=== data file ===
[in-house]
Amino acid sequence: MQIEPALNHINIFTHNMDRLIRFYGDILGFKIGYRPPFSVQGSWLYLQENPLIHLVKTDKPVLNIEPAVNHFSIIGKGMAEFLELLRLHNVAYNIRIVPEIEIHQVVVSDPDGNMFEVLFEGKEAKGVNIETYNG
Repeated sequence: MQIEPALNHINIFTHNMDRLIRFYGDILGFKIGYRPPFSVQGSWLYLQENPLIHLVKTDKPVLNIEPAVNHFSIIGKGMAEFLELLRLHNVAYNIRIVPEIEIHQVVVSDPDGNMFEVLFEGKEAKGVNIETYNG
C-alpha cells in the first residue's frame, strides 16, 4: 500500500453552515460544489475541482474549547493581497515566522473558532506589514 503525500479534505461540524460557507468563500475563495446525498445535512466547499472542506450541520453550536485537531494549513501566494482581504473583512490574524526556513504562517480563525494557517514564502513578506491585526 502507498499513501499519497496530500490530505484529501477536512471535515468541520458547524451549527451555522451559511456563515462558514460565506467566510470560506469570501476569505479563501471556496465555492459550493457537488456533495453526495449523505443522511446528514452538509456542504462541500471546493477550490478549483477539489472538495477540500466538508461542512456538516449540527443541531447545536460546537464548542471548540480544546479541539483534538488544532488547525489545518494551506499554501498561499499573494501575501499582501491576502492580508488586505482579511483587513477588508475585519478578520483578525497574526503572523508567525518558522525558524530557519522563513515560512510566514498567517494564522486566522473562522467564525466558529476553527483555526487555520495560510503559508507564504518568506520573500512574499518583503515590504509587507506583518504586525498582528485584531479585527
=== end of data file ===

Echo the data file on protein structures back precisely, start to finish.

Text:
[in-house]
Amino acid sequence: MQIEPALNHINIFTHNMDRLIRFYGDILGFKIGYRPPFSVQGSWLYLQENPLIHLVKTDKPVLNIEPAVNHFSIIGKGMAEFLELLRLHNVAYNIRIVPEIEIHQVVVSDPDGNMFEVLFEGKEAKGVNIETYNG
Repeated sequence: MQIEPALNHINIFTHNMDRLIRFYGDILGFKIGYRPPFSVQGSWLYLQENPLIHLVKTDKPVLNIEPAVNHFSIIGKGMAEFLELLRLHNVAYNIRIVPEIEIHQVVVSDPDGNMFEVLFEGKEAKGVNIETYNG
C-alpha cells in the first residue's frame, strides 16, 4: 500500500453552515460544489475541482474549547493581497515566522473558532506589514 503525500479534505461540524460557507468563500475563495446525498445535512466547499472542506450541520453550536485537531494549513501566494482581504473583512490574524526556513504562517480563525494557517514564502513578506491585526 502507498499513501499519497496530500490530505484529501477536512471535515468541520458547524451549527451555522451559511456563515462558514460565506467566510470560506469570501476569505479563501471556496465555492459550493457537488456533495453526495449523505443522511446528514452538509456542504462541500471546493477550490478549483477539489472538495477540500466538508461542512456538516449540527443541531447545536460546537464548542471548540480544546479541539483534538488544532488547525489545518494551506499554501498561499499573494501575501499582501491576502492580508488586505482579511483587513477588508475585519478578520483578525497574526503572523508567525518558522525558524530557519522563513515560512510566514498567517494564522486566522473562522467564525466558529476553527483555526487555520495560510503559508507564504518568506520573500512574499518583503515590504509587507506583518504586525498582528485584531479585527